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Quality control for retinal OCT in multiple sclerosis: validation of the OSCAR-IB criteria


Schippling, S; Balk, Lj; Costello, F; Albrecht, P; Balcer, L; Calabresi, Pa; Frederiksen, Jl; Frohman, E; Green, Aj; Klistorner, A; Outteryck, O; Paul, F; Plant, Gt; Traber, G; Vermersch, P; Villoslada, P; Wolf, S; Petzold, A (2015). Quality control for retinal OCT in multiple sclerosis: validation of the OSCAR-IB criteria. Multiple Sclerosis, 21(2):163-170.

Abstract

BACKGROUND: Retinal optical coherence tomography (OCT) permits quantification of retinal layer atrophy relevant to assessment of neurodegeneration in multiple sclerosis (MS). Measurement artefacts may limit the use of OCT to MS research.
OBJECTIVE: An expert task force convened with the aim to provide guidance on the use of validated quality control (QC) criteria for the use of OCT in MS research and clinical trials.
METHODS: A prospective multi-centre (n = 13) study. Peripapillary ring scan QC rating of an OCT training set (n = 50) was followed by a test set (n = 50). Inter-rater agreement was calculated using kappa statistics. Results were discussed at a round table after the assessment had taken place.
RESULTS: The inter-rater QC agreement was substantial (kappa = 0.7). Disagreement was found highest for judging signal strength (kappa = 0.40). Future steps to resolve these issues were discussed.
CONCLUSION: Substantial agreement for QC assessment was achieved with aid of the OSCAR-IB criteria. The task force has developed a website for free online training and QC certification. The criteria may prove useful for future research and trials in MS using OCT as a secondary outcome measure in a multi-centre setting.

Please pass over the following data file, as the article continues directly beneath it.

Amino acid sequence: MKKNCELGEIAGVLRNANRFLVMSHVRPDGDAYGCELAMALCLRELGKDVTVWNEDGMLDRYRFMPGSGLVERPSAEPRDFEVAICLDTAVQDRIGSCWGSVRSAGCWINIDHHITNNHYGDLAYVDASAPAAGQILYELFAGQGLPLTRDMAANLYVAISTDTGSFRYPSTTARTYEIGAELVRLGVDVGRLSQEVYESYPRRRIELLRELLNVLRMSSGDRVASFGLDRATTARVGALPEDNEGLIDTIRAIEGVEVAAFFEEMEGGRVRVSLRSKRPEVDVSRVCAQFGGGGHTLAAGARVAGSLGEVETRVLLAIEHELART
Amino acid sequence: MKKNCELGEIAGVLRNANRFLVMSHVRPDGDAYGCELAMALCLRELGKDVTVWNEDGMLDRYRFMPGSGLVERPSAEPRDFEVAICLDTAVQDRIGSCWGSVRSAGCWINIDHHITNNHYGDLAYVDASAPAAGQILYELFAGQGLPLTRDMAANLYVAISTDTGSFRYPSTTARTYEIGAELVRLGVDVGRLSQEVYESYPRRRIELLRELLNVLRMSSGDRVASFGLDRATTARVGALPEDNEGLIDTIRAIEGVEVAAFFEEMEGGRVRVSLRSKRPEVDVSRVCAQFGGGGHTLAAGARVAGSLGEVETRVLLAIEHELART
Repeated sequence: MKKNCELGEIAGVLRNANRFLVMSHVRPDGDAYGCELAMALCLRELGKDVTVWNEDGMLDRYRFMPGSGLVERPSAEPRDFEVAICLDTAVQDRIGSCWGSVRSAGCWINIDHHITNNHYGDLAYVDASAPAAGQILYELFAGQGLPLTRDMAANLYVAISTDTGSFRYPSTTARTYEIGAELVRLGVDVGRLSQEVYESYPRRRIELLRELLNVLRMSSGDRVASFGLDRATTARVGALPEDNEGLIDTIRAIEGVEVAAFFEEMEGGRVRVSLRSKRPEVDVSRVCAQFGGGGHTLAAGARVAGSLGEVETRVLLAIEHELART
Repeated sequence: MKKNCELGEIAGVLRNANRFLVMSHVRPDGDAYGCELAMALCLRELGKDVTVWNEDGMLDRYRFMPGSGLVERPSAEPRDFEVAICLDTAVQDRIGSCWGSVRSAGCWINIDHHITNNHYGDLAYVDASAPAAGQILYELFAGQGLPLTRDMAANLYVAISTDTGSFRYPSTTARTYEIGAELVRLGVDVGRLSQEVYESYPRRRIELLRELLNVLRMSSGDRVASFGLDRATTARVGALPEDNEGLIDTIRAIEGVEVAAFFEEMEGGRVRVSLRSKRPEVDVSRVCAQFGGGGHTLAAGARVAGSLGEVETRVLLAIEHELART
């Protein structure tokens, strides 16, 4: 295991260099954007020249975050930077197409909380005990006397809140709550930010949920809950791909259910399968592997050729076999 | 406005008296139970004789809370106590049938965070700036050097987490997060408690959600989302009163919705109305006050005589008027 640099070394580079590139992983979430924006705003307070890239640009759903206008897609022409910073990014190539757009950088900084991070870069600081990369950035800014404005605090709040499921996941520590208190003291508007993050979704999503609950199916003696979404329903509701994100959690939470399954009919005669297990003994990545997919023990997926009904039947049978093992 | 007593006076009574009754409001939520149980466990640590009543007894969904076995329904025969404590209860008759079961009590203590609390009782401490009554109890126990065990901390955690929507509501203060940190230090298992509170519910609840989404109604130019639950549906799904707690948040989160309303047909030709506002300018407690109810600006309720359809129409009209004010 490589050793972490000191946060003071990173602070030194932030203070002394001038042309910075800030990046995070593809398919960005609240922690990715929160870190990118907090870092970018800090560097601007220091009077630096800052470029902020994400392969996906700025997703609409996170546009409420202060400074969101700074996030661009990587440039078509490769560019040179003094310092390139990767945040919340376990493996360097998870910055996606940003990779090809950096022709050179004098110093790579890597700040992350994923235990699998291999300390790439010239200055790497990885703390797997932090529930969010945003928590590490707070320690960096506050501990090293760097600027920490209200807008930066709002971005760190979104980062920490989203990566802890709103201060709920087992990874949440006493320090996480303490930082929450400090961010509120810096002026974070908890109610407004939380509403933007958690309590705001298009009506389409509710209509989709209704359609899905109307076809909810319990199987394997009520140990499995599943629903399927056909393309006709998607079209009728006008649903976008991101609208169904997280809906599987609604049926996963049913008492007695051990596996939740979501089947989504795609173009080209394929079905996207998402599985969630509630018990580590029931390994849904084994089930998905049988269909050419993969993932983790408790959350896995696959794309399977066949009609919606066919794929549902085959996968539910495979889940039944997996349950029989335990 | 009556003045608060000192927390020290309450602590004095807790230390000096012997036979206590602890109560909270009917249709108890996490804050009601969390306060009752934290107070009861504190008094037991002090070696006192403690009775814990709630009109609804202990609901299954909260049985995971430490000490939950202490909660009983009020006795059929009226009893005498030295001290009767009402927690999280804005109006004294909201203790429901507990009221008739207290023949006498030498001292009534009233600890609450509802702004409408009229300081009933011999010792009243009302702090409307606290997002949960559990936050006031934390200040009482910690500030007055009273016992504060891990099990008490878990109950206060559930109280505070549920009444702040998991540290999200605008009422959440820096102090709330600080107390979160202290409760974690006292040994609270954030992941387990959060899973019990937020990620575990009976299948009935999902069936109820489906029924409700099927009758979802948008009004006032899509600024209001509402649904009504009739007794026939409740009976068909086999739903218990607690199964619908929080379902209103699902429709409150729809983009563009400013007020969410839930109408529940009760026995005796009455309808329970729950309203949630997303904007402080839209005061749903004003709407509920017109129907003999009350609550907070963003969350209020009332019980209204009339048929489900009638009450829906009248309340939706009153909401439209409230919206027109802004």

Abstract

BACKGROUND: Retinal optical coherence tomography (OCT) permits quantification of retinal layer atrophy relevant to assessment of neurodegeneration in multiple sclerosis (MS). Measurement artefacts may limit the use of OCT to MS research.
OBJECTIVE: An expert task force convened with the aim to provide guidance on the use of validated quality control (QC) criteria for the use of OCT in MS research and clinical trials.
METHODS: A prospective multi-centre (n = 13) study. Peripapillary ring scan QC rating of an OCT training set (n = 50) was followed by a test set (n = 50). Inter-rater agreement was calculated using kappa statistics. Results were discussed at a round table after the assessment had taken place.
RESULTS: The inter-rater QC agreement was substantial (kappa = 0.7). Disagreement was found highest for judging signal strength (kappa = 0.40). Future steps to resolve these issues were discussed.
CONCLUSION: Substantial agreement for QC assessment was achieved with aid of the OSCAR-IB criteria. The task force has developed a website for free online training and QC certification. The criteria may prove useful for future research and trials in MS using OCT as a secondary outcome measure in a multi-centre setting.

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Additional indexing

Item Type:Journal Article, refereed, original work
Communities & Collections:04 Faculty of Medicine > University Hospital Zurich > Ophthalmology Clinic
04 Faculty of Medicine > University Hospital Zurich > Clinic for Neurology
Dewey Decimal Classification:610 Medicine & health
Language:English
Date:16 June 2015
Deposited On:26 Jan 2015 08:33
Last Modified:05 Apr 2016 18:29
Publisher:Sage Publications Ltd.
ISSN:1352-4585
Publisher DOI:https://doi.org/10.1177/1352458514538110
PubMed ID:24948688

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